S141 On the Validation of Project-related Forecasts Associated with the Deep Convective Clouds and Chemistry (DC3) Field Campaign

Sunday, 6 January 2013
Exhibit Hall 3 (Austin Convention Center)
Kurtis Pinkney, University of North Dakota, Grand Forks, ND; and J. S. Tilley

During May and June of 2012, the Deep Convective Clouds and Chemistry (DC3) field campaign was carried out over three regions located in northern Alabama, northeast Colorado and northeast Texas/southwest Oklahoma. The primary scientific objectives of the campaign were to examine the transport of chemicals to the upper troposphere/lower stratosphere in deep convection and examine the mass transport of those chemicals in post convective environments 24 to 48 hours after the convective event. During the campaign, a weather forecast briefing was given for each of the three regions as well as for the United States as a whole which was used by the DC3 Science Team to determine the best location and strategies for the current and upcoming day's flight operations. The forecast process that was utilized during the morning briefings is the primary focus of this paper.

Overall, the DC3 field phase was considered successful in achieving many of its scientific objectives. Due to the successful nature of the field campaign, the forecast process used may become a model for future campaigns and is thus worthy of further study. Examining how well this process worked for DC3 will be useful in determining more efficient forecast processes for future field campaigns.

The first author participated directly in operations in Alabama during the first two weeks of the campaign, as well as participated in a forecasting internship conducted by the second author that lasted the duration of the campaign. Due to the first author's direct exposure to Alabama operations, the work presented here focuses solely on forecasts for the Alabama region.

Forecast parameters examined in the study include the location of forecast convection, the timing of the convection and the mode (isolated, supercell or mesoscale convective systems (MCS)) of convection forecast. The location of convection was considered accurate if it fell within the northern Alabama domain (as defined in the DC3 Science Plan). If a cell is located on the edge of the aforementioned domain, for that cell to be considered accurately forecast, more than half of its areal coverage must be within the domain. With respect to convective mode, scattered showers and multicells would be included in the ‘isolated convection category'. Convection was considered supercelluar if rotation could be seen within the cell and all other convective systems fell into the MCS category. The timing of convection was considered accurate if convection occurred within a window that extended from 30 minutes prior to the earliest convection to one hour late of forecasted convection. The discrepancies in the timing window are to account for the DC3 science goal of sampling preconvective environments.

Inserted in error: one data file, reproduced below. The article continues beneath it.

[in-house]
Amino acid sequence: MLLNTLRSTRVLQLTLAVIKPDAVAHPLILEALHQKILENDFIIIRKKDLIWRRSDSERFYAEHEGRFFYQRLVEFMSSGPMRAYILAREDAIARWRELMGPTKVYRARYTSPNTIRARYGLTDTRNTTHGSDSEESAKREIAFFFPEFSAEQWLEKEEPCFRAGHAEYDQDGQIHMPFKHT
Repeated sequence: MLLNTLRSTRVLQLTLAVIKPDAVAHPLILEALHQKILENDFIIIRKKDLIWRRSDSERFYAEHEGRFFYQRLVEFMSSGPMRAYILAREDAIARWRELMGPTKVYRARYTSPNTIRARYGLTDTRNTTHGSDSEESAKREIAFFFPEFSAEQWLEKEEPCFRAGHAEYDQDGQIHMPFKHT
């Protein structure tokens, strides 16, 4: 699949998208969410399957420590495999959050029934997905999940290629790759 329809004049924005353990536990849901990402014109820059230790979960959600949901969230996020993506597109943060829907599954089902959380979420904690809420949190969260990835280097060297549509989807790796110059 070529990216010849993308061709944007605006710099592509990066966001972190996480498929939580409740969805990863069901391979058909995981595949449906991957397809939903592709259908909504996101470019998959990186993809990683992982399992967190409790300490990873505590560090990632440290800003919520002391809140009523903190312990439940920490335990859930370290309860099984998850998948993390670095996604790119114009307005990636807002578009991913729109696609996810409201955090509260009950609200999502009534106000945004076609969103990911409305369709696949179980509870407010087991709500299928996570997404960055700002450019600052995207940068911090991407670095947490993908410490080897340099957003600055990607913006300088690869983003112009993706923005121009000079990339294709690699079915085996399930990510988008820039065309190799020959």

With parameters set that determine what constitutes as an accurate forecast, contingency-table-based statistics can be computed and analyzed for the entirety of the DC3 forecast period. The statistical analysis we present provides the basis for describing strengths and weaknesses of the forecast process used in this field campaign as well as provides recommendations as to how the process might be improved for future field campaigns.

- Indicates paper has been withdrawn from meeting
- Indicates an Award Winner